Reconciling Pain and Suffering When God is Supposed to be Loving
In the Book of the Prophet Jeremiah, the Lord tells Jeremiah, “Before I formed you in the womb I knew you, and before you were born I consecrated you” (Jeremiah 1:5). It is reasonable for us to infer that Jeremiah was not the only person to whom this applies. God, who is all powerful and can do all things, most certainly knew each of us before we were formed in our mothers’ wombs. And, as was true for Jeremiah, God does call us into a life of faith, love, and ministry. In some ways, when we read this passage, it can feel quite comforting! Wow! God knew me! God has plans for me! Really? Even me? Yes! Even (and especially!) you! Yet, in other ways, this very same idea can lead us to question the goodness of God. It can become quite easy to head down a path of wondering why we became diagnosed with an illness at a young age, why we have troubled human relationships, why some of us have birth defects or other disorders. If God knew us before we were born, then why do we face human suffering?
These kinds of questions are actually quite common. While people may not feel comfortable asking them aloud, I would bet money that most of us have pondered similar questions at times in our lives. In fact, the concept known as theodicy has faced theologians for generations. Theodicy (from the Greek theos meaning God, and dike meaning justice) attempts to reconcile the goodness of God with the existence of evil. It can be summarized by asking, “If God is all-good, all-knowing, and all-powerful, then why doesn’t he prevent wars, violence, natural disasters, illnesses, or pain?” In fact, it can sometimes even feel like God must be the one causing the pain. As an example from my own life, I might wonder, if God knew me before I was born, then why was I born with a neurodivergence that challenges me in my life? As I’ve explained before, my neurodivergence went undiagnosed for years. As an adult, I finally have some clarity with my diagnosis of both autism and ADHD. However, before I was diagnosed, my condition led me to face a lot of difficulties. This was especially true during my childhood. I was teased by peers, and I was seen as “the weird kid.” When people treat me differently because they don’t understand me, I feel pain. But my neurodivergence doesn’t define me. Just like a cancer patient’s illness doesn’t define that person, or a wheelchair-bound person’s disability does not define who that person is.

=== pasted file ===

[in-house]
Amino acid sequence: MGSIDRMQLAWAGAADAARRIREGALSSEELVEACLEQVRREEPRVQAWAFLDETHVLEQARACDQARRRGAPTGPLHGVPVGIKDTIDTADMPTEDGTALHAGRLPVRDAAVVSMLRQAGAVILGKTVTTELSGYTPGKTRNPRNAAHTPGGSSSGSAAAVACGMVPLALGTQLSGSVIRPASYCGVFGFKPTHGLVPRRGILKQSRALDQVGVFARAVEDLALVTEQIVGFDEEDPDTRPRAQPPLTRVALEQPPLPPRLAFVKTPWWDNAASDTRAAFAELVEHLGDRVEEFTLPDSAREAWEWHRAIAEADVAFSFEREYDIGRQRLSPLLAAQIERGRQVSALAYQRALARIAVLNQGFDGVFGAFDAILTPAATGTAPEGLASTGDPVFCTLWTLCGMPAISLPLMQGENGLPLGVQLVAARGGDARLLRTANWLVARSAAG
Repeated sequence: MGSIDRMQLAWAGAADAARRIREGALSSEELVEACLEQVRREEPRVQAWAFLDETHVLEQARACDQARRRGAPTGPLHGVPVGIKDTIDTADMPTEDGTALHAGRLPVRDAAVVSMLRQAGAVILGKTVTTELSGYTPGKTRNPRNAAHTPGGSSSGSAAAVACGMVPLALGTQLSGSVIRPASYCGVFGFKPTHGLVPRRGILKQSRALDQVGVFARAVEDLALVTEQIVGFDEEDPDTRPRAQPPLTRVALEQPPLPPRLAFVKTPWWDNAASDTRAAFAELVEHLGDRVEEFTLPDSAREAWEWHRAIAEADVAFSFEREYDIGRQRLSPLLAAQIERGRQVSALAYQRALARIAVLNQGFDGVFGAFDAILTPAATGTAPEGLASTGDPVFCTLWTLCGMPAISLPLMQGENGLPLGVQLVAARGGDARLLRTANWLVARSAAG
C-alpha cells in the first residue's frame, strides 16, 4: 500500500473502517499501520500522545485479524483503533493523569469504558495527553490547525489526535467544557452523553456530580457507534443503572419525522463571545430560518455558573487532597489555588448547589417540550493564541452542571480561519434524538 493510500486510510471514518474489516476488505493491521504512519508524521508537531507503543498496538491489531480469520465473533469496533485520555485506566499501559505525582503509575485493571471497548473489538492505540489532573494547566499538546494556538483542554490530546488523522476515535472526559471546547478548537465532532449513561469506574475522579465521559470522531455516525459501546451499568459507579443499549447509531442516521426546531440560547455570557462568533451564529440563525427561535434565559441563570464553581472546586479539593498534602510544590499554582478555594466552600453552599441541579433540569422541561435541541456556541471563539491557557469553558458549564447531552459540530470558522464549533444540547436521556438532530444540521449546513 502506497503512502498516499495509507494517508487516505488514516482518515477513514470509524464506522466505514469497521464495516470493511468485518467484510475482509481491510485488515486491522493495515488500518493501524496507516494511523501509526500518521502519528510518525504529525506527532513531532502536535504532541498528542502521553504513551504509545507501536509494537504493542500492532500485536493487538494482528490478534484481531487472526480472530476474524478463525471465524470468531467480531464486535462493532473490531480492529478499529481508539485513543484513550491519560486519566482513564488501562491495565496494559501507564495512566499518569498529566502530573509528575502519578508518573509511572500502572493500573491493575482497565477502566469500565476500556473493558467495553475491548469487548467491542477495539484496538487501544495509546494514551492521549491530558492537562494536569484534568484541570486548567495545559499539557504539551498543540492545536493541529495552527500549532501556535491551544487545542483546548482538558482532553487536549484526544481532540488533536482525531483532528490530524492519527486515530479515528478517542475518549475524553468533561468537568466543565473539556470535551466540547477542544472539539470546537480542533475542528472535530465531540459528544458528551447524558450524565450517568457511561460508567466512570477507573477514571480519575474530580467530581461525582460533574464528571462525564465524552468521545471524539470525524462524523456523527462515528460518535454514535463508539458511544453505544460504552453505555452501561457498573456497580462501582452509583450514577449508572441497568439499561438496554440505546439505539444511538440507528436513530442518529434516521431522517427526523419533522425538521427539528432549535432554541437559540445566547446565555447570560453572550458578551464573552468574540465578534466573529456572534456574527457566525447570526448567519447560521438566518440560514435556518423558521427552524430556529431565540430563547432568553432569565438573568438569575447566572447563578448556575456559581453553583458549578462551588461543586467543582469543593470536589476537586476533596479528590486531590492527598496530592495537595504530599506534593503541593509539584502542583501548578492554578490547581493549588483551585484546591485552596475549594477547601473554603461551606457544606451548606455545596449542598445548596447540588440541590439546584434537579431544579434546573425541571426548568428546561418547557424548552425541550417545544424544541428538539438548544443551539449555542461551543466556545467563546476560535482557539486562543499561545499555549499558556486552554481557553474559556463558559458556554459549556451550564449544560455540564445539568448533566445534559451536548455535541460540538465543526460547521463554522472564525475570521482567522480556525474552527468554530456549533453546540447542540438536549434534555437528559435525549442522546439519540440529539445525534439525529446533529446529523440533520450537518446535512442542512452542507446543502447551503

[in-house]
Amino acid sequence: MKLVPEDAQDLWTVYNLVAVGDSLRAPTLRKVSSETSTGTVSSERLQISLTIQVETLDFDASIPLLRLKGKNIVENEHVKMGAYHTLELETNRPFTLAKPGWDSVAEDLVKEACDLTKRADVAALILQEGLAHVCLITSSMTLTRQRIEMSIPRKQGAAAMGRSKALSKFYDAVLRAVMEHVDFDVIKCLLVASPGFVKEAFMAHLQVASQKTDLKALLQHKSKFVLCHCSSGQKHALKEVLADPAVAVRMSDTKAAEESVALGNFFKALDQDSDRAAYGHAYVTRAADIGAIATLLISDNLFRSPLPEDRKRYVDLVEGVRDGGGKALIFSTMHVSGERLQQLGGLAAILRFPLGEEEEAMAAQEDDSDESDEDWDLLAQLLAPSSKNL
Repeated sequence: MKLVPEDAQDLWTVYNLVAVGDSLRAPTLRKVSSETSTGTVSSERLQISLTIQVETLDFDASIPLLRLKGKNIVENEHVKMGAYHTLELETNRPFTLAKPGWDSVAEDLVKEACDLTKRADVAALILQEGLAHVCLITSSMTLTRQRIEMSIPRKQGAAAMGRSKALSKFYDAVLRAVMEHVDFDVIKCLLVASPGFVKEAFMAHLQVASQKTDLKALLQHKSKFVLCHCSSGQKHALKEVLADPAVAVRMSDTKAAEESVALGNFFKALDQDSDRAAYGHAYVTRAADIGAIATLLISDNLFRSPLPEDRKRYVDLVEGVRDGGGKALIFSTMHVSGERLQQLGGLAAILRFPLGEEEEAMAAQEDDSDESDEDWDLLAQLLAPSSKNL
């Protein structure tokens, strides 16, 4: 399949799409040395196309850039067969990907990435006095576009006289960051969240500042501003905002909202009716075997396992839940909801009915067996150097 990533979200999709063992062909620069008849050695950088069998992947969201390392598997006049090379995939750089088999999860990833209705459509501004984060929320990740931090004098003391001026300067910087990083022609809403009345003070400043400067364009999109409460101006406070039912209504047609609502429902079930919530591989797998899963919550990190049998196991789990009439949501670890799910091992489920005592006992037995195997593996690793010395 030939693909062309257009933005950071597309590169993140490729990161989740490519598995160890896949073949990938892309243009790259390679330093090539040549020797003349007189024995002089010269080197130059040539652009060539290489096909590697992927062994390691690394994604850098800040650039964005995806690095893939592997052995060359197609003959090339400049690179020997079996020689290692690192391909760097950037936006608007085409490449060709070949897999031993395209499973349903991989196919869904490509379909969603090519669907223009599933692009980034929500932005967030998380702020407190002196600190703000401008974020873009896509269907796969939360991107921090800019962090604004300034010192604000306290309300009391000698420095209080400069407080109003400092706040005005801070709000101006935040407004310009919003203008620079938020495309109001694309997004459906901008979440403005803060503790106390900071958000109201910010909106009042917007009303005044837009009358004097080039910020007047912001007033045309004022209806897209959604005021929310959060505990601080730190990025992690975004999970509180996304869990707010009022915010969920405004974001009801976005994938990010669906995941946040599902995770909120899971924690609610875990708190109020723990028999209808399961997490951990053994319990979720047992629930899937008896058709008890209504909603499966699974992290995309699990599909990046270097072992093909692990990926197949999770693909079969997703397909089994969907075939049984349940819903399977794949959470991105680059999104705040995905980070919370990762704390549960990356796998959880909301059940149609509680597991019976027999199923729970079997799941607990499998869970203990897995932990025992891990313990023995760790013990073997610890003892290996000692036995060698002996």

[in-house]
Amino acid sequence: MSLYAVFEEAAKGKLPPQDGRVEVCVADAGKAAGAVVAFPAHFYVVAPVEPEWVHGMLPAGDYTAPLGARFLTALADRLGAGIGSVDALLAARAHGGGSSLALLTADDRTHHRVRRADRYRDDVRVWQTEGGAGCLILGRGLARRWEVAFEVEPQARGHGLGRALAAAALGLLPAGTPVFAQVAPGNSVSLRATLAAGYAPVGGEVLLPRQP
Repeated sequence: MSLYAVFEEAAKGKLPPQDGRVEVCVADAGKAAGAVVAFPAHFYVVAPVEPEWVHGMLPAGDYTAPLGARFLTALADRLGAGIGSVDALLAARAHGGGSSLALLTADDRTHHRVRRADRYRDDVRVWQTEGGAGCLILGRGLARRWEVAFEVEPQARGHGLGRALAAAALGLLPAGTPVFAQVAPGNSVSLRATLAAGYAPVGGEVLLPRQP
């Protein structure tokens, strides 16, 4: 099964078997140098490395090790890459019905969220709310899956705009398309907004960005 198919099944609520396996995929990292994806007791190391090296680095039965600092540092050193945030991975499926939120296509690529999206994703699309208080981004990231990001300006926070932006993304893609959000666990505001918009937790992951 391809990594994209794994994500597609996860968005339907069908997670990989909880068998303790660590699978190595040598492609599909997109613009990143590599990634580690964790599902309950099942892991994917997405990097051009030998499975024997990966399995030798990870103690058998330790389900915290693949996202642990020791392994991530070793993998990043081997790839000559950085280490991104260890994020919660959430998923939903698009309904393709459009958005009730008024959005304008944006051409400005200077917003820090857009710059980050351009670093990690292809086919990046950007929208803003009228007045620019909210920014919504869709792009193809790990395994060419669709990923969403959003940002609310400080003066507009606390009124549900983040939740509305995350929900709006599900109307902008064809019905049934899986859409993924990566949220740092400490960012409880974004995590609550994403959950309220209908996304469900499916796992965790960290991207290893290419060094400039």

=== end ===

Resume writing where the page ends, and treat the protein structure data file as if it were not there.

I once had a pastoral conversation with a woman who was struggling physically, emotionally, and spiritually because of a condition she had since childbirth. We’ll call her “Susan.” Susan was born with one leg shorter than the other. This isn’t as uncommon as it might sound. In fact, most of us have small differences in the lengths of our legs. But for a smaller portion of the population who have a difference of around an inch or more, their lives can be deeply impacted. Susan’s limb length discrepancy (LLD) caused her to walk with a painful gait. To compensate for her longer leg, she stood either at an angle, which hurt her hip, or on her on her toe, which hurt her foot and ankle. She was teased as a child for how she ran, played, and stood. Her mobility was affected all her life, and she had other health problems that developed as result of her LLD. She needed surgeries, medications, and other treatments, and she told me she wasn’t religious because she felt like God had set her up for a life full of both pain and challenges. She felt pain not just in her legs, feet, and joints, but also in her heart. Susan had difficulty making connections with people who didn’t understand her, and she felt like she had to figure out a way to navigate living in a world that was not built for someone like her. For people like Susan, who suffer with seemingly inexplicable illnesses and physical conditions that make life more difficult, it can be easy to ask God, “If you knew me before I was conceived, then why did you make me this way?”
While that can be an easy (and in fact, very human!) question to ask, it isn’t terribly helpful. After serving for years as a pastoral person, I know a lot of people ask these kinds of questions. And people have a lot of ways of answering them. We often hear people discredit questions by saying something like, “everything happens for a reason.” Or, “God doesn’t give you anything you can’t handle.” Not only are those untrue, they’re also unhelpful. Essentially, what we need to do is to remove our black-and-white thinking from the equation. It isn’t cause and effect. God didn’t give Susan an LLD to challenge her or to test her. He certainly didn’t give her those conditions because he didn’t love her. In fact, it is much more helpful for us to avoid language that suggests he gave us illnesses and conditions in the first place. You see, God doesn’t make bad stuff happen. A God who makes bad stuff happen isn’t a God who interests me at all. So what kind of questions are healthy, and maybe even helpful?